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Registered: ‎12-07-2012

Re: EF versus EF-S lenses?

[ Edited ]

"... such as the 5D Mark III or a 6D will know if there is an EF-S lense on it."

 

Although some have successfully mounted an EF-S lens on a FF camera, i.e. a 5D Mk II or Mk III, this should never, I repeat never, be tried. Most of the scenarios that came happen with this combo, are negative.

This warning includes all the 1D series, too.

EOS 1DX and 1D Mk IV and several lenses!
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Posts: 3,831
Registered: ‎06-11-2013

Re: EF versus EF-S lenses?


@DougLSmith wrote:

I know this is an old posting, but I still wanted to clarify one statement, "the lens does not know what kind of camera you are using it on."  While the lense does not know which camera it is on, a full-frame camera, such as the 5D Mark III or a 6D will know if there is an EF-S lense on it.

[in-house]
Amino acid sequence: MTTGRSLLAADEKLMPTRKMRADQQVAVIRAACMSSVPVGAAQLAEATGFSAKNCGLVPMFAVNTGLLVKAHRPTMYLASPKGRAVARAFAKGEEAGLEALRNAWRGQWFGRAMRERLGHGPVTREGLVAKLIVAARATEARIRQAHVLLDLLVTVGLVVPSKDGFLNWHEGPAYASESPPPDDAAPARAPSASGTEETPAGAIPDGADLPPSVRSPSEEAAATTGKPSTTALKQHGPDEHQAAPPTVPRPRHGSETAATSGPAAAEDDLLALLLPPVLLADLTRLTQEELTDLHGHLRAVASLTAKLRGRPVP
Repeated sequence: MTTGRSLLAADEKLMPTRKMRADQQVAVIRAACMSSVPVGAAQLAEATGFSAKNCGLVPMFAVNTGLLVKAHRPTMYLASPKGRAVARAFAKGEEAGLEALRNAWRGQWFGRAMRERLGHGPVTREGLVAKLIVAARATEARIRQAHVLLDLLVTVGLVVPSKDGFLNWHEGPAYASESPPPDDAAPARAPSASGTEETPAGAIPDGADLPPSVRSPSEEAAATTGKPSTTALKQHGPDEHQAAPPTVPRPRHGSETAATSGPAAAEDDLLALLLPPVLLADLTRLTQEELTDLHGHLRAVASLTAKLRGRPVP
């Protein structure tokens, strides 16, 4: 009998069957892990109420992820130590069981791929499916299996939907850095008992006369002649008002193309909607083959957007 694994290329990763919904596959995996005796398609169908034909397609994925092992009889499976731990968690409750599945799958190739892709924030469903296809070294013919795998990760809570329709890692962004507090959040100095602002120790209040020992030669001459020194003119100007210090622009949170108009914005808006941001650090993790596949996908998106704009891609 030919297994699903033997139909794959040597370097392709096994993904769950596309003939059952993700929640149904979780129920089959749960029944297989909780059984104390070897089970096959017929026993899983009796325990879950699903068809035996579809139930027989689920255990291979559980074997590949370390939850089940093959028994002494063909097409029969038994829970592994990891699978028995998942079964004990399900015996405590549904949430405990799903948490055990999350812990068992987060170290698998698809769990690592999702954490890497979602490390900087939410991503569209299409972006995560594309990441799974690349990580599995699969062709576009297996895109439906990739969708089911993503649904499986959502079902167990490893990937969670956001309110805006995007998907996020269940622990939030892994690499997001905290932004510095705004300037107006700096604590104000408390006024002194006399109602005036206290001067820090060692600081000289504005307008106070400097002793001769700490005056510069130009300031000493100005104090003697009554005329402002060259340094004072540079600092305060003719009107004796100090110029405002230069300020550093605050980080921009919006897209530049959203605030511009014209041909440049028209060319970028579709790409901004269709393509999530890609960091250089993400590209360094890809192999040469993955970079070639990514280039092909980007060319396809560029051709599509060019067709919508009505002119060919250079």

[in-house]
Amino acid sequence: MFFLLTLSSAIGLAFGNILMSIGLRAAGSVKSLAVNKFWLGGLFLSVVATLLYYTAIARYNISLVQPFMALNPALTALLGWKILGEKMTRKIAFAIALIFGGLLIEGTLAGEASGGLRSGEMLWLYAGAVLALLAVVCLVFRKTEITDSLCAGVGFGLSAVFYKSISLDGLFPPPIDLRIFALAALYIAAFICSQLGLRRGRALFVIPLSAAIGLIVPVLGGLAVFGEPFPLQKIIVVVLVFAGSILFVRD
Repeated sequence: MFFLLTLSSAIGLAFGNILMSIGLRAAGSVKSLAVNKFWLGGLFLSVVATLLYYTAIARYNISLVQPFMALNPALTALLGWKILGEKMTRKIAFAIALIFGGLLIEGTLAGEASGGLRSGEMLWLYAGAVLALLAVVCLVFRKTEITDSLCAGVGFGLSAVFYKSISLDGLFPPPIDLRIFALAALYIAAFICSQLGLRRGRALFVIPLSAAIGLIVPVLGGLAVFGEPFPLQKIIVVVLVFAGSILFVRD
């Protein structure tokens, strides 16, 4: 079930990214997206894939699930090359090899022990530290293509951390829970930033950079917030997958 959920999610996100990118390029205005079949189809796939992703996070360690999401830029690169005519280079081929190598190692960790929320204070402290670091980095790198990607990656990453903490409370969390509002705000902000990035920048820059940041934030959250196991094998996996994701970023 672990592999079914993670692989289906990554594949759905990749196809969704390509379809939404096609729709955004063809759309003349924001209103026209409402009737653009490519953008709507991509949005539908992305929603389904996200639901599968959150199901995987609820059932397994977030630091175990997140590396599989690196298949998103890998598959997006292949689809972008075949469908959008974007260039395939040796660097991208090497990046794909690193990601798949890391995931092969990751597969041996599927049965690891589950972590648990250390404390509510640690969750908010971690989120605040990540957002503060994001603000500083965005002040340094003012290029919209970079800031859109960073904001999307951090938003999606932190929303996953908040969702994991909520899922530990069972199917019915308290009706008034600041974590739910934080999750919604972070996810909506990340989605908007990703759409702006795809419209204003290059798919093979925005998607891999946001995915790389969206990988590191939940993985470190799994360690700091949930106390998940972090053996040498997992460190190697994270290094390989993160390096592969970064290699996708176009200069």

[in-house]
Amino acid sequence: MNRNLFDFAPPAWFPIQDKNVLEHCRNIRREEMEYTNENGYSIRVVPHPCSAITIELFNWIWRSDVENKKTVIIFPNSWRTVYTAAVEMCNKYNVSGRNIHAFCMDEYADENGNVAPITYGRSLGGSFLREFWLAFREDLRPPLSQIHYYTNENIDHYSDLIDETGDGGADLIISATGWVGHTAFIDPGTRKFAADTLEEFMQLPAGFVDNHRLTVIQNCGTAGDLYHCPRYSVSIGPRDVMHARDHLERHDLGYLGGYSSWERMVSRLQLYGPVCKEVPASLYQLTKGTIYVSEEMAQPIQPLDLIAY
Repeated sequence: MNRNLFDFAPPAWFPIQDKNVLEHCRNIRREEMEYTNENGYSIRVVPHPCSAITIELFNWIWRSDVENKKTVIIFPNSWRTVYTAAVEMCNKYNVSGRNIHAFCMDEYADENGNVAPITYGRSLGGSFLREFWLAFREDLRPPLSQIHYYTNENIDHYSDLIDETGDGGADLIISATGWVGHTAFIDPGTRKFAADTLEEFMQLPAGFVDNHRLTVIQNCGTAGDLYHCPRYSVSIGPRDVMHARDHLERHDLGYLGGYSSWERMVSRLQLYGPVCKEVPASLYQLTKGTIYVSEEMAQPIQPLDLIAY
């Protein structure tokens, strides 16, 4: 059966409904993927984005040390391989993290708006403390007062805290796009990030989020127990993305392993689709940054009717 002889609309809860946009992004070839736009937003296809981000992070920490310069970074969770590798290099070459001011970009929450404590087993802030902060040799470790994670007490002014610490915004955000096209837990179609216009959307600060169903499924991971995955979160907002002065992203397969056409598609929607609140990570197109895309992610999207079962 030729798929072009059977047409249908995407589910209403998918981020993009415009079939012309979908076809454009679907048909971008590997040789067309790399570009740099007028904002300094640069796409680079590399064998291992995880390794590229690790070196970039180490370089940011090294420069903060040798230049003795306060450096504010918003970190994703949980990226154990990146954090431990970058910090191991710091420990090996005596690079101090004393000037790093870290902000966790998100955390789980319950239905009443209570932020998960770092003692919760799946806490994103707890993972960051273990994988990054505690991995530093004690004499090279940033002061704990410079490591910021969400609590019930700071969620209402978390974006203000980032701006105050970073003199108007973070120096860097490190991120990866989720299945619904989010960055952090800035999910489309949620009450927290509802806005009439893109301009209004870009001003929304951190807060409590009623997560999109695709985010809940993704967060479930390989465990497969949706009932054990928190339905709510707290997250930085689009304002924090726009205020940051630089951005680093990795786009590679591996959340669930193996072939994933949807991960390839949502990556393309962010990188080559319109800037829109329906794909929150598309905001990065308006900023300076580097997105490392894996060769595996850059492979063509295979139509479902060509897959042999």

You cannot mount an EF-S lens on a full-frame body such as a 5D series or 6D body.  The lens will not fit.

 

The rear-most lens element on an EF-S lens would conflict with the reflex mirror on a full-frame body (not to mention it doesn't project a large enough image circle into the camera).  Canon made a subtle change (they put a ledge inside the mounting flange on the full-frame bodies which is not present on the crop frame bodies) which blocks an EF-S lens from being able to "seat" properly on the mounting flange -- this way you cannot accidentally use the lens on the wrong body and damage the camera.

 

 

Tim Campbell
5D III, 5D IV, 60Da
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Re: EF versus EF-S lenses?

Tim,

"You cannot mount an EF-S lens on a full-frame body such as a 5D series or 6D body.  The lens will not fit"

 

Oh, but it can be made to fit. There are plenty of "how-to's" on the net but I am not going to even hint on how to do it or even find a tutorial. I repeat this should never be tried. Only bad things will result. Don't do it.

If you are around enough astronomy guys long enough, you will notice some very peculiar and even weird combinations of cameras and lenses.